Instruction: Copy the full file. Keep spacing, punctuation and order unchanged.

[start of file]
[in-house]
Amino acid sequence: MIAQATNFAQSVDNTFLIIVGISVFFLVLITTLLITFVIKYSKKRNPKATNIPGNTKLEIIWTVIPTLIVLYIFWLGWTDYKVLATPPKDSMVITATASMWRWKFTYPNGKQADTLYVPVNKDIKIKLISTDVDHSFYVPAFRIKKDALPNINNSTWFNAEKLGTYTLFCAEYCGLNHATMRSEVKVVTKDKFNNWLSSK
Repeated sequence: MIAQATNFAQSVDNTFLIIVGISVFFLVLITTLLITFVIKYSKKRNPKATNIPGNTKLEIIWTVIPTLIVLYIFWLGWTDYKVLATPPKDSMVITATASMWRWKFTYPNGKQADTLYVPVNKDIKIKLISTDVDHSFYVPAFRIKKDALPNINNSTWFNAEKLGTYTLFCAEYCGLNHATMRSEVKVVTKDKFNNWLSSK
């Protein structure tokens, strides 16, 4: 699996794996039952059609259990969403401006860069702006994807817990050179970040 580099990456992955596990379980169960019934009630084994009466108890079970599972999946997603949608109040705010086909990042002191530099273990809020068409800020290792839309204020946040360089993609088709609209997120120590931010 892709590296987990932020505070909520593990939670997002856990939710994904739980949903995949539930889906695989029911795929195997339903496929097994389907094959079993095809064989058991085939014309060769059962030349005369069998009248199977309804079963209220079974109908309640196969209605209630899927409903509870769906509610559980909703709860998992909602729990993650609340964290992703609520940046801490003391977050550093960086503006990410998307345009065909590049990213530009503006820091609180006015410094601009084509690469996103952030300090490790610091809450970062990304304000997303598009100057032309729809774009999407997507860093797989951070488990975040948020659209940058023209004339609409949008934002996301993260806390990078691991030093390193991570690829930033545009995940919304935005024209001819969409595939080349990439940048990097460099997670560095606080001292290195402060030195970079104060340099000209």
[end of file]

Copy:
[in-house]
Amino acid sequence: MIAQATNFAQSVDNTFLIIVGISVFFLVLITTLLITFVIKYSKKRNPKATNIPGNTKLEIIWTVIPTLIVLYIFWLGWTDYKVLATPPKDSMVITATASMWRWKFTYPNGKQADTLYVPVNKDIKIKLISTDVDHSFYVPAFRIKKDALPNINNSTWFNAEKLGTYTLFCAEYCGLNHATMRSEVKVVTKDKFNNWLSSK
Repeated sequence: MIAQATNFAQSVDNTFLIIVGISVFFLVLITTLLITFVIKYSKKRNPKATNIPGNTKLEIIWTVIPTLIVLYIFWLGWTDYKVLATPPKDSMVITATASMWRWKFTYPNGKQADTLYVPVNKDIKIKLISTDVDHSFYVPAFRIKKDALPNINNSTWFNAEKLGTYTLFCAEYCGLNHATMRSEVKVVTKDKFNNWLSSK
């Protein structure tokens, strides 16, 4: 699996794996039952059609259990969403401006860069702006994807817990050179970040 580099990456992955596990379980169960019934009630084994009466108890079970599972999946997603949608109040705010086909990042002191530099273990809020068409800020290792839309204020946040360089993609088709609209997120120590931010 892709590296987990932020505070909520593990939670997002856990939710994904739980949903995949539930889906695989029911795929195997339903496929097994389907094959079993095809064989058991085939014309060769059962030349005369069998009248199977309804079963209220079974109908309640196969209605209630899927409903509870769906509610559980909703709860998992909602729990993650609340964290992703609520940046801490003391977050550093960086503006990410998307345009065909590049990213530009503006820091609180006015410094601009084509690469996103952030300090490790610091809450970062990304304000997303598009100057032309729809774009999407997507860093797989951070488990975040948020659209940058023209004339609409949008934002996301993260806390990078691991030093390193991570690829930033545009995940919304935005024209001819969409595939080349990439940048990097460099997670560095606080001292290195402060030195970079104060340099000209």